The auto world seems hyper-sensitive to hacking these days -- and rightly so. Good-guy hackers have exposed numerous vulnerabilities in today's telematics systems, which could be exploited to frustrate drivers, pilfer personal information about owners, or worse.
According to analysts Colin Bird and Egil Juliussen at IHS Automotive, the answer to both questions is a resounding "yes". In fact, they insist that the continued computerization and networking of cars will offer huge benefits for drivers and automakers alike.
How so? Because computerization and networking will allow automakers to fix problems with their cars on the fly via over-the-air (OTA) software updates.
CARS: THE NEW SMARTPHONES
Think about it: there's a bug in your laptop's operating system, or the news media freaks out about a security hole in your favorite app. How do you fix it? You don't take your computer or phone to the shop where you bought it (as if most of the staff there could do do anything about it anyway). You download an update, install it, reboot, and voila.
Relatively few automakers have begun doing OTA updates yet, but IHS expects that to change dramatically in the near future. Remote updates have the potential to cut warranty costs, boost rates of completion for software recalls, and extend the performance of many components. OTA updates will also make customers happier because drivers won't have to take time out of their day to schlep to a dealership for repairs or even fiddle with a USB drive.
And that's not all: OTA updates stand to improve automakers' bottom lines, too. IHS predicts that cost savings from remote updates will swell from a "mere" $2.7 billion this year to $35 billion in 2022.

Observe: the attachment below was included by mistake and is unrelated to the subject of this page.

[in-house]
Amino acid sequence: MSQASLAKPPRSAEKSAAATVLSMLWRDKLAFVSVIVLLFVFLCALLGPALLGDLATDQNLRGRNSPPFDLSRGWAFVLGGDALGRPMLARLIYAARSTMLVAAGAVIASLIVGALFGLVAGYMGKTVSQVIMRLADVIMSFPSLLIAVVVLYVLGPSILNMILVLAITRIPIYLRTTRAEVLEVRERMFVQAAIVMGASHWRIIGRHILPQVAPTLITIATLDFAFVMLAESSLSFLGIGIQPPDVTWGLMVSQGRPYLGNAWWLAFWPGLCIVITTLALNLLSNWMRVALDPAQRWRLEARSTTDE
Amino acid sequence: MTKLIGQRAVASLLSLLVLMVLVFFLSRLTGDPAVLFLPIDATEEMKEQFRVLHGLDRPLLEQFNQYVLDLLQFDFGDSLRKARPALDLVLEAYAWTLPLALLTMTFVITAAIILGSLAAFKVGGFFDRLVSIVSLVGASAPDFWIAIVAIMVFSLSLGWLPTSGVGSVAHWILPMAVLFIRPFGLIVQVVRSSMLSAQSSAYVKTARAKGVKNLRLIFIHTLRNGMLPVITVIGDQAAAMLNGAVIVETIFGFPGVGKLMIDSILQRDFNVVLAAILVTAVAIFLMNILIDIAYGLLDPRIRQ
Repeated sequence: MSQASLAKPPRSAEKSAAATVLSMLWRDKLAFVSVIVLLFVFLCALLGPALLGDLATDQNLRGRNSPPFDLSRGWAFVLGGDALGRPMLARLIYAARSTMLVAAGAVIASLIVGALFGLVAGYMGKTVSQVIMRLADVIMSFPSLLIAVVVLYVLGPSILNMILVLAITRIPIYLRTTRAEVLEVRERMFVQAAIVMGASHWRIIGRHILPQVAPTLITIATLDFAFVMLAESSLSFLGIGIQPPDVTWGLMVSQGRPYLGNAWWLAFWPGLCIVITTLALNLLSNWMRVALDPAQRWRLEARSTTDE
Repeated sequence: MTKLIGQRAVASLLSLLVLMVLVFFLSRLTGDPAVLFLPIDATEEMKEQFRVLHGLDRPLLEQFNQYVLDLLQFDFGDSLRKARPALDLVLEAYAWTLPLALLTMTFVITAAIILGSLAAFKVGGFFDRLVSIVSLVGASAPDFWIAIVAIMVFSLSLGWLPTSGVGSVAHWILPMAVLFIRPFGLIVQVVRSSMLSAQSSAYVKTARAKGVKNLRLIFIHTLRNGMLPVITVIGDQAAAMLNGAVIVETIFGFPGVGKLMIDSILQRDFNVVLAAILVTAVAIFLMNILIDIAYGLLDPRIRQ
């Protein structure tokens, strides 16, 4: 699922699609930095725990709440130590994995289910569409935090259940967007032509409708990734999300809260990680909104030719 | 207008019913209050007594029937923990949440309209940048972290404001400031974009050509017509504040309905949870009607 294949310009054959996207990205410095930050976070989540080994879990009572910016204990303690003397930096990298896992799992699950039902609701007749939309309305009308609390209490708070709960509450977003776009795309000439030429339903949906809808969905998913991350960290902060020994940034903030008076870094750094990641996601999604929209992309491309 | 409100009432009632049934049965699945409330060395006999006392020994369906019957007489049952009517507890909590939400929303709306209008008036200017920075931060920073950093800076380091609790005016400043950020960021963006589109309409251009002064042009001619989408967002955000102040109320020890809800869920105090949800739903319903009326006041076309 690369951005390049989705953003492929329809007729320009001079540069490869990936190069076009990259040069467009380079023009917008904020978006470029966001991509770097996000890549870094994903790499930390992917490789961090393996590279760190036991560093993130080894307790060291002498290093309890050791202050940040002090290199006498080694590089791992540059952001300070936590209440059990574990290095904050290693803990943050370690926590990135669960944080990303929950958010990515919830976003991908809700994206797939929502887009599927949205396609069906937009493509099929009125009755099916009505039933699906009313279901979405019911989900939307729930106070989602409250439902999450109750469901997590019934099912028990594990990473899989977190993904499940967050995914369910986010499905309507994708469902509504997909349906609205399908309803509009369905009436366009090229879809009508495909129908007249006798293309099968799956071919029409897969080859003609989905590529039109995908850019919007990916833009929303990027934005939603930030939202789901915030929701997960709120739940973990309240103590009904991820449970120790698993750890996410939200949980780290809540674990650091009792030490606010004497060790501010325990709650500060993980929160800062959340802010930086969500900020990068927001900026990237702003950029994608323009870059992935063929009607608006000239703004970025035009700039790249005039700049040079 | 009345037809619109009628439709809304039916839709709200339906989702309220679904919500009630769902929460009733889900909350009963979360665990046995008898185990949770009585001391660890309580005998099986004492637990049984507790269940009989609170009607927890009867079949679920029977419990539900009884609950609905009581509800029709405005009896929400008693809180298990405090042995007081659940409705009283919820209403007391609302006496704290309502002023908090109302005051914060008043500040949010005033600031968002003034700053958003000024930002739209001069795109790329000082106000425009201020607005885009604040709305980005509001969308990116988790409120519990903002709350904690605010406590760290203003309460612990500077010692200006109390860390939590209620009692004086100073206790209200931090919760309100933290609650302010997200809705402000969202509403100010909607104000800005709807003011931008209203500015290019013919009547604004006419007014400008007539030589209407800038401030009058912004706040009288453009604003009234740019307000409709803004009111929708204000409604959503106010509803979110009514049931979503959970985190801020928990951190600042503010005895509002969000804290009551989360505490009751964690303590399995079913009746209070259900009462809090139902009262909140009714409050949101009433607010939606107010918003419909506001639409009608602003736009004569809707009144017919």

That dramatic growth is, in part, because the number of vehicles capable of benefiting from OTA updates is set to balloon from 1.2 million cars on the road today to around 32 million by 2022.
NOT ALL UPDATES ARE EQUAL
There are four areas that IHS identifies for targeted OTA updates. App updates are the easiest to carry out, because app software is relatively compact and doesn't often interfere with more critical functions of a vehicle. Infotainment and telematics systems are tougher to handle because they're larger, which means that updates take more bandwidth to download and more time to install. (Also, as we've seen, those systems can provide access to sensitive parts of a car's operating system.)
The last -- and hardest -- area to target for OTA updates is the electronic control unit (ECU) software. While BMW, Ford, Hyundai, Toyota, and Volkswagen have already begun carrying out OTA updates in other areas (or are about to), only Tesla has ventured into updating the ECU. Why? Because, as IHS points out, Tesla built its system from the ground up with OTA updates in mind:
"Tesla has designed its system and ECU architecture with experienced staff from the PC and consumer electronics (CE) industries and has included OTA features in the basic design. It certainly helped that Tesla did not have legacy systems and could start the system architecture with a clean sheet."
And yet, Tesla won't be alone in this arena for long. Today, there are only about 86,000 vehicles capable receiving ECU updates over the air, but that number will swell to 25.7 million vehicles by 2022.
Of course, OTA updates won't solve every problem with every car. There will always be squeaks and other issues for dealers and their mechanics to fix. But the cash cow known as the dealership repair and service center could start to run dry before long.